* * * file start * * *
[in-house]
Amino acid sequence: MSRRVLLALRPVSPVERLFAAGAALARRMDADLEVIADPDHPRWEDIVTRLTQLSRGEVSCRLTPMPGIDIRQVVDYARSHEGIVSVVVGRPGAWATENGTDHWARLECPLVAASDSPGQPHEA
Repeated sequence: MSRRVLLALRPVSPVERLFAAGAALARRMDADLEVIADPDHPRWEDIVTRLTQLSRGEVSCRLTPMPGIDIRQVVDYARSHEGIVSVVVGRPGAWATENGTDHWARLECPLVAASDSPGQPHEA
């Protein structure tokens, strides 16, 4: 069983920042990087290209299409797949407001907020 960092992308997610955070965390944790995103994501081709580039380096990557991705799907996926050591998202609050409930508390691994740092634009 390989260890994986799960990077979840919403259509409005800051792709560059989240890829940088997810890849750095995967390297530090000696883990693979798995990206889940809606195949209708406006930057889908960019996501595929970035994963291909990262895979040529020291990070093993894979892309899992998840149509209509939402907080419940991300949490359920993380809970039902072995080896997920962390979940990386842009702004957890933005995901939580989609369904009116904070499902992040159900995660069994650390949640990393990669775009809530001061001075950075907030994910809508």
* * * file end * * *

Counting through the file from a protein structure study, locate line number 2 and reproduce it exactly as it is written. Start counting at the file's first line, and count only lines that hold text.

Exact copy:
Amino acid sequence: MSRRVLLALRPVSPVERLFAAGAALARRMDADLEVIADPDHPRWEDIVTRLTQLSRGEVSCRLTPMPGIDIRQVVDYARSHEGIVSVVVGRPGAWATENGTDHWARLECPLVAASDSPGQPHEA